Fish and Meat Sauces

The French chef keeps always on hand four sauces, — White, Brown, Béchamel, and Tomato, — and with these as a basis is able to make kinds innumerable. Butter and flour are usually cooked together for thickening sauces. When not browned, it is called roux; when browned, brown roux. The French mix butter and flour together, put in saucepan, place over fire, stir for five minutes; set aside to cool, again place over fire, and add liquid, stirring constantly until thick and smooth. Butter and flour for brown sauces are cooked together much longer, and watched carefully lest butter should burn. The American cook makes sauce by stirring butter in saucepan until melted and bubbling, adds flour and continues stirring, then adds liquid, gradually string or beating until the boiling point is reached. For Brown Sauce, butter should be stirred until well browned; flour should be added and stirred with butter until both are browned before the addition of liquid. The secret in making a Brown Sauce is to have butter and flour well browned before adding liquid.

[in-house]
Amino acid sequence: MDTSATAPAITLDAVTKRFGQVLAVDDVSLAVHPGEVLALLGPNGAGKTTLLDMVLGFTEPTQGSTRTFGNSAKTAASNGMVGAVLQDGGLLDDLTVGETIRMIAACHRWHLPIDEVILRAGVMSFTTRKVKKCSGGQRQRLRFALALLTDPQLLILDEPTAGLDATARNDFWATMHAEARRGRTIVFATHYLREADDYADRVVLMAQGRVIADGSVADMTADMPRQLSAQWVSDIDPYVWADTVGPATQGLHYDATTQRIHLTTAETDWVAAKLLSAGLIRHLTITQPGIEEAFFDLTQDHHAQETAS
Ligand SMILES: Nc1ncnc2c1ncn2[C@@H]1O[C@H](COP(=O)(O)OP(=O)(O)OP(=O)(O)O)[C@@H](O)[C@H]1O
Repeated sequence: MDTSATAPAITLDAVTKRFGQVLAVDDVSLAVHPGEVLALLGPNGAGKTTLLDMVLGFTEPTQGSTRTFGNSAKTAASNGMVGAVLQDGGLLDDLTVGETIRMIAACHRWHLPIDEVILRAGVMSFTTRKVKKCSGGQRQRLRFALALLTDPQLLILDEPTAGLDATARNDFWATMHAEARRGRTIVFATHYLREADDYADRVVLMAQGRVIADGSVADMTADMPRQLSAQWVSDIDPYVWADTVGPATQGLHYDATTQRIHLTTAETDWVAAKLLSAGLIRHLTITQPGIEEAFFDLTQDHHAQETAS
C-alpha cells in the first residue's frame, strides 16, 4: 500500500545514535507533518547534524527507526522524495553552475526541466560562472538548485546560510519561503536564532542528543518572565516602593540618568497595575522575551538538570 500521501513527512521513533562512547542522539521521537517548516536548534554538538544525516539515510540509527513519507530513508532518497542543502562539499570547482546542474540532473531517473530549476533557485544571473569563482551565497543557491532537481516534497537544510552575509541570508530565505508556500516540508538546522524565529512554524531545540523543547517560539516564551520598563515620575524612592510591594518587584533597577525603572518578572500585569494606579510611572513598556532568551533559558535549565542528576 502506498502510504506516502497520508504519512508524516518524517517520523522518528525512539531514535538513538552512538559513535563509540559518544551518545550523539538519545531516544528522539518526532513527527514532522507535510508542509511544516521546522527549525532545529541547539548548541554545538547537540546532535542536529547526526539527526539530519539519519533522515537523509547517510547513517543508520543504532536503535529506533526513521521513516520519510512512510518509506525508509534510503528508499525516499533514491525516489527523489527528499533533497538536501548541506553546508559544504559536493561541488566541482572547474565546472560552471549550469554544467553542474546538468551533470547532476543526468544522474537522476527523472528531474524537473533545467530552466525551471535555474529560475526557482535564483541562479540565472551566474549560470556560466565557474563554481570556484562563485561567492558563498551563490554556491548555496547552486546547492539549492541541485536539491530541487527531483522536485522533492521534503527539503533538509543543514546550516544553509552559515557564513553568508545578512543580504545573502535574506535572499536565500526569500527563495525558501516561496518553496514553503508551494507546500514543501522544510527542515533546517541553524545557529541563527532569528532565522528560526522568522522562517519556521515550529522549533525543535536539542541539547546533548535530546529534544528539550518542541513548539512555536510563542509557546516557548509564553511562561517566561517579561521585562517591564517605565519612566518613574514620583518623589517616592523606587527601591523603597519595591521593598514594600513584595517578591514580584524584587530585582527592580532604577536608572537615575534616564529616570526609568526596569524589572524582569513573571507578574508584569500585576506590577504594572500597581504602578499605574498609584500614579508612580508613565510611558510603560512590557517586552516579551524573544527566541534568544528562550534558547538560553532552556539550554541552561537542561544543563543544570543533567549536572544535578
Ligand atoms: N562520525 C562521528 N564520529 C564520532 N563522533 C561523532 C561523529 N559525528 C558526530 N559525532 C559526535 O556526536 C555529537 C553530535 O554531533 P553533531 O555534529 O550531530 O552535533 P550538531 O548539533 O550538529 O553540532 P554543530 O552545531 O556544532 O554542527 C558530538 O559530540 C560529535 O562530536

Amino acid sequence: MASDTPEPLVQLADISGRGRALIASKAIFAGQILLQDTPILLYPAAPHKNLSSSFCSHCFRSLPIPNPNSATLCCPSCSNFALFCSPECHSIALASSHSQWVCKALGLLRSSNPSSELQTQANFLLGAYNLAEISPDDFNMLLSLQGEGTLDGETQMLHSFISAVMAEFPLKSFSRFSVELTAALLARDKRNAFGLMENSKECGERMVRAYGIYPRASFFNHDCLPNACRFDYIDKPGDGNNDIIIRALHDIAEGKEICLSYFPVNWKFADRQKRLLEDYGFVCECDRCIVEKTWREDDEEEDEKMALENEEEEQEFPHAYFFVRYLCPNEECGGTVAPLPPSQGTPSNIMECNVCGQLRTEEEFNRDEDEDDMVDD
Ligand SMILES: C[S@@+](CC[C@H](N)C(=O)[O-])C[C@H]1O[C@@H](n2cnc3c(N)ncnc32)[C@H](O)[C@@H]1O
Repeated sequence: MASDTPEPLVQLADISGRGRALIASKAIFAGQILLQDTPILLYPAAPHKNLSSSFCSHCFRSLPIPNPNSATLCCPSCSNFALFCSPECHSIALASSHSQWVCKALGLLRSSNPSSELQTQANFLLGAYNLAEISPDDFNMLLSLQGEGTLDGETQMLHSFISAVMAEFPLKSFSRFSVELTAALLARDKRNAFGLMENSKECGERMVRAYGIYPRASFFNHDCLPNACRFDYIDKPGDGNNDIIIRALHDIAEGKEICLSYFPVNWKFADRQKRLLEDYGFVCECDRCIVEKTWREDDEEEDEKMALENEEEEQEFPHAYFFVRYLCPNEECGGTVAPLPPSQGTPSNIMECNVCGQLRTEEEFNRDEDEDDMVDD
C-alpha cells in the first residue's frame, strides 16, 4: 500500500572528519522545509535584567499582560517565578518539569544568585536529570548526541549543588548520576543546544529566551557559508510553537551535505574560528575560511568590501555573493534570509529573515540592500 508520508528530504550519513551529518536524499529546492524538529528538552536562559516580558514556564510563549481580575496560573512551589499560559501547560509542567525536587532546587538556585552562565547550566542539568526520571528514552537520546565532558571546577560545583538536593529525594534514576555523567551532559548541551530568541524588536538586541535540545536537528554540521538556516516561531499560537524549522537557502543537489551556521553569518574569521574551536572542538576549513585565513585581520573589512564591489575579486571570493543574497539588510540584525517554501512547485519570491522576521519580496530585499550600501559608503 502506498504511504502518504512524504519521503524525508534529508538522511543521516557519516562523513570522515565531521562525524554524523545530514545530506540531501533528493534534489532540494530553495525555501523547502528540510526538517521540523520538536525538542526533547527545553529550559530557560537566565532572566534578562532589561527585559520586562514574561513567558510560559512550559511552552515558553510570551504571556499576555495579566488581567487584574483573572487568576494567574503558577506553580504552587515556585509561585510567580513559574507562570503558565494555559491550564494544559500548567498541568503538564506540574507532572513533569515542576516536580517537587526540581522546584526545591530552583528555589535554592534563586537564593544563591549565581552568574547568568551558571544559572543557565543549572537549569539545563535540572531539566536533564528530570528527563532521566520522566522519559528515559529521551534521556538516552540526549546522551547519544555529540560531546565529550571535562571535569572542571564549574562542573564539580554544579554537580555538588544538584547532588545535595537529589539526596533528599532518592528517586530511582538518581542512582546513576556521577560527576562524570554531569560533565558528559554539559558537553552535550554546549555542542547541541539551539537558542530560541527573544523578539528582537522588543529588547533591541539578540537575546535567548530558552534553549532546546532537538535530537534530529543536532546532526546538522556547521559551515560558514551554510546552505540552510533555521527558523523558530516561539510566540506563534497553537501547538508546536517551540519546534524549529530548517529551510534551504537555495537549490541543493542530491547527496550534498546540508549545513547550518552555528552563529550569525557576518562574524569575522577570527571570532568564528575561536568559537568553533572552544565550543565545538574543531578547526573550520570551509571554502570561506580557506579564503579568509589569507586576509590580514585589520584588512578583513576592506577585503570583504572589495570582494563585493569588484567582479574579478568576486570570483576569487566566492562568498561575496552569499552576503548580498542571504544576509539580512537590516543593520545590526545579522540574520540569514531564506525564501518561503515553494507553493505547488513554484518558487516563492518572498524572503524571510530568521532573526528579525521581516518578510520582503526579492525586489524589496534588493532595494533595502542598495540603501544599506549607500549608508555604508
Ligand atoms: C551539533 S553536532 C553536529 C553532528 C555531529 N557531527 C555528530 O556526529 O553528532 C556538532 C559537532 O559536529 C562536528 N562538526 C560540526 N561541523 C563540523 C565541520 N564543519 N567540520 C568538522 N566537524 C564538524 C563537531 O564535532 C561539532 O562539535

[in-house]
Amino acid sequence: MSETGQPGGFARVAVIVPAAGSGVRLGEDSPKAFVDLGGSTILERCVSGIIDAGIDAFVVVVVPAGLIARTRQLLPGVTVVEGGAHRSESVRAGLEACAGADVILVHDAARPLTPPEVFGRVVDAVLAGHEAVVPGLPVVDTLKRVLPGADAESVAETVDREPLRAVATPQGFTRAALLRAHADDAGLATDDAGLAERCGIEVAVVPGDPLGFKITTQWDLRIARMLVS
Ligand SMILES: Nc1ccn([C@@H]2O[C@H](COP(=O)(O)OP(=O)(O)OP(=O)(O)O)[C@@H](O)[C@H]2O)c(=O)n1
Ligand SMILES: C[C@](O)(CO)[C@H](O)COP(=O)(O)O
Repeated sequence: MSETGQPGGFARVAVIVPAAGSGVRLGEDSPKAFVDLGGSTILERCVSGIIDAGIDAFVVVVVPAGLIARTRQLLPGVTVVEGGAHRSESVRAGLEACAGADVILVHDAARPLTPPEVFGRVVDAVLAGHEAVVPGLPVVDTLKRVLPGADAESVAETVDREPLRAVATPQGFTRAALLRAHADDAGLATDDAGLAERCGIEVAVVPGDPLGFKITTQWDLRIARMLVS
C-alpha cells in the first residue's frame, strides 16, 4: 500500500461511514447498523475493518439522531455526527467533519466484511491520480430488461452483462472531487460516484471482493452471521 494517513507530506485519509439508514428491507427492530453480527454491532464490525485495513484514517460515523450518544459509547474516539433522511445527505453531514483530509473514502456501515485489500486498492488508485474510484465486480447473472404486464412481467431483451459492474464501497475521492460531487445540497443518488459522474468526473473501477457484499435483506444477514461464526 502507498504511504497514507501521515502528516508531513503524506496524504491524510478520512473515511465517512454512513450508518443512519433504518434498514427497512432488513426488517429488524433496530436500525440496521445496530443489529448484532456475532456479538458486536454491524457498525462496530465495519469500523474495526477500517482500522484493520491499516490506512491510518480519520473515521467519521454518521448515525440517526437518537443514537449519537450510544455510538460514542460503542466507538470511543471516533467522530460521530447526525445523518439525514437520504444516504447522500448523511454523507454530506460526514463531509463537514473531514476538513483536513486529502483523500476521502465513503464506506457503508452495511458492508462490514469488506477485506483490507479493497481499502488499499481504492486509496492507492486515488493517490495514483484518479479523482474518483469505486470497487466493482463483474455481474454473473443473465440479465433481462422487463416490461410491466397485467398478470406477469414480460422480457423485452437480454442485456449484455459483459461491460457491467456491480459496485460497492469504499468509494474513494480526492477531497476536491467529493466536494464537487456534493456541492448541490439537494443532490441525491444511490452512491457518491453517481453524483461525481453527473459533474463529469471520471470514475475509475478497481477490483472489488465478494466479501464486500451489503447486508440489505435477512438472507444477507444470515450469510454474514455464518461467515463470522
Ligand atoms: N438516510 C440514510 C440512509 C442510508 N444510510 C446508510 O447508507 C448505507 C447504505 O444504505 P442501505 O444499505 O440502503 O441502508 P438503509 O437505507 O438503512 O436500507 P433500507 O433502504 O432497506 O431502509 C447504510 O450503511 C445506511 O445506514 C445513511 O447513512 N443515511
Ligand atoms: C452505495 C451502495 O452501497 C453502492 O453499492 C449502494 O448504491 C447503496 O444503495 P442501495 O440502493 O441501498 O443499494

It is well worth remembering that a sauce of average thickness is made by allowing two tablespoons each of butter and flour to one cup liquid, whether it be milk, stock, or tomato. For Brown Sauce a slightly larger quantity of flour is necessary, as by browning flour its thickening property is lessened, its starch being changed to dextrine. When sauces are set away, put a few bits of butter on top to prevent crust from forming.

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